I played the guitar when I was young but I wasn’t good at it, and now I have nearly forgotten everything. I am now learning to play the piano. I wanna be able to record myself and sample my music recordings. Playing an instrument gives you an extra tool and freedom within your music making, but I really love sampling, sampling is a sound of its own – just like an instrument. Sampling techniques are pretty unique, sampling is static.

Synth music is malleable, it feels that it’s always changing and never the same, every hit on the keys seems different. I feel challenged by that because I can’t control it. It’s a different world and I want to master it. I want to sample it and work with the best of both worlds.

You can hear the Boom Bap influence in your production, what has cemented you to this genre?
Miles Davis’ Doo Bop and all the NY Jazz Hip Hop scene of the 90’s. During my time playing in bands I got to listen to new types of rock and fusion-genres that were happening at the time. The 90’s were a big melting pot of rock and hip hop. I started skating with friends and with that came Hip Hop mixed with rock in albums like Judgment Night and bands like Downset and RATM. Skate videos really gave me the love for what I do now, that’s how I got introduced to a lot of NY Hip Hop. That’s when I heard Miles Davis Mystery and fell in love with the sound of Jazz and Hip Hop. I love Jazz and the 90’s Drum type loops. There’s no other music genre I feel as much as this, no other sound can connect to me as fast and as powerful as a Boombap drum loop with a bass line and Jazz samples. There’s something magical about a jazz sample – it’s really that, the Jazz and the Sample.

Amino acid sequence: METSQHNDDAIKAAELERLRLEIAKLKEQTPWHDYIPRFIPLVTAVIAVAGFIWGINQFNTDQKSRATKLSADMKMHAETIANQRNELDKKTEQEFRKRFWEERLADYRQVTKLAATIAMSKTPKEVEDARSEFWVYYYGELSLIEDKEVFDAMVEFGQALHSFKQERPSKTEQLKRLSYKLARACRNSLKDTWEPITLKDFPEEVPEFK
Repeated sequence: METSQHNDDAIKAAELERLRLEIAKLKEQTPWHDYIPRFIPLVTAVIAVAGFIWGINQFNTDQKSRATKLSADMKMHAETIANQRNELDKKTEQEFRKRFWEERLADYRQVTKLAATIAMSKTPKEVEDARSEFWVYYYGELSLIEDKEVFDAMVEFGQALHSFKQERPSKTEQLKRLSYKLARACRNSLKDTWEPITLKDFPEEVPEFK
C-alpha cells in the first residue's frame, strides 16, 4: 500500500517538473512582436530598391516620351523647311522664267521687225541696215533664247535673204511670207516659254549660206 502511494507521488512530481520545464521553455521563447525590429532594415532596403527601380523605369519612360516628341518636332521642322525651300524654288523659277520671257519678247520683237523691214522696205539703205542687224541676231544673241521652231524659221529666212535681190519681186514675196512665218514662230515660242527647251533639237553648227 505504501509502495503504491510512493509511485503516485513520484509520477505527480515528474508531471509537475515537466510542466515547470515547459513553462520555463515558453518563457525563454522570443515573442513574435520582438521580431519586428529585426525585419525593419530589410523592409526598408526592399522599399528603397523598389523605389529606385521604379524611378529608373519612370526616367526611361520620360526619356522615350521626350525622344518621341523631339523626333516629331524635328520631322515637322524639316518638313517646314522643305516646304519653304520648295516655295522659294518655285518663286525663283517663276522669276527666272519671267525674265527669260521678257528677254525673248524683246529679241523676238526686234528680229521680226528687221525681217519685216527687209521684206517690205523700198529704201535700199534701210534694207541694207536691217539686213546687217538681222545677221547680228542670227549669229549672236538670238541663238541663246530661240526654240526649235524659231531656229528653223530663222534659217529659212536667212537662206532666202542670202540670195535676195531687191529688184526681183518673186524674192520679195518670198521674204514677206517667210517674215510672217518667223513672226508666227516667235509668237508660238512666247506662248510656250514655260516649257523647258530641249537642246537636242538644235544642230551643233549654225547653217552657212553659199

Who are your biggest influences on your production?
ATCQ, Miles Davis, Mad lib, Pete Rock, J Dilla, Kilu, Jazzmatazz, GangStarr, Bill Evans, Dealema, Funkdoobiest, The Pharcyde, Robert Glasper, and so many others.

How does a track start for you – what is the spark that kicks off the rest of your production?
Anything can go first, I like to try different approaches to beat making. Making a drum loop is always a good way to start for me – it makes it easier for me to read the sample and find a place for it in the loop. Nowadays I might play something on the keyboard and sample it, and that’ll be the start of a song. It might be the bass sample first – I also like starting with the bass, it gives the beat a strong foundation. The spark is finding a good sample, if I hear a dope jazz chord from a Rhodes then I am fully inspired to make a track, and that’s why I am learning keys, so that I can get to that chord.

Do you ever suffer creative blocks? What is your coping mechanism?
All the time. I just try again until the beat comes out. Because I have done this for such a long time, I know it is only a matter of time before the beat comes out – it will come out! If I am unable to make something, I’ll just start again and try again. I might have creative block for a full day or two but it doesn’t stress me out, I’ll just do something else like digging for samples or practice the piano.

Synth music is malleable, 
it feels that it’s always changing and never the same,
every hit on the keys seems different.